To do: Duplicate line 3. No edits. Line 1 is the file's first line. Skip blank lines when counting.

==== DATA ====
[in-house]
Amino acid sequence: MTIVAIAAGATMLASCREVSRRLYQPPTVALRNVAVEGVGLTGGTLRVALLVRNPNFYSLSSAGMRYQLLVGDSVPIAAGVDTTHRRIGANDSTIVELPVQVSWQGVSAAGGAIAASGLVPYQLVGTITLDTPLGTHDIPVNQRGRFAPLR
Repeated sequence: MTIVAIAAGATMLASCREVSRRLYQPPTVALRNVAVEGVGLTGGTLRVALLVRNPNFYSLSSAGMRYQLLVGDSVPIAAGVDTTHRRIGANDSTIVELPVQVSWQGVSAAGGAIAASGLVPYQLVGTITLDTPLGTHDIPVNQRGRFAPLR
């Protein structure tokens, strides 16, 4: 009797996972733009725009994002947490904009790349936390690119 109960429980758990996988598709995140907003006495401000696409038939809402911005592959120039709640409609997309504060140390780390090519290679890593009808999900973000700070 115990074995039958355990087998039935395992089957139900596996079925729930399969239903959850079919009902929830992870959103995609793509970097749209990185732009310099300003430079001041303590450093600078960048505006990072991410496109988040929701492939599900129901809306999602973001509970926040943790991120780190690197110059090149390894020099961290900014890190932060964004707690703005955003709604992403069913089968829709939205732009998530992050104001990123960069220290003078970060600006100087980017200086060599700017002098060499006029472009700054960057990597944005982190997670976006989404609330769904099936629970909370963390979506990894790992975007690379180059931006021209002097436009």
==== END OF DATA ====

Repeated sequence: MTIVAIAAGATMLASCREVSRRLYQPPTVALRNVAVEGVGLTGGTLRVALLVRNPNFYSLSSAGMRYQLLVGDSVPIAAGVDTTHRRIGANDSTIVELPVQVSWQGVSAAGGAIAASGLVPYQLVGTITLDTPLGTHDIPVNQRGRFAPLR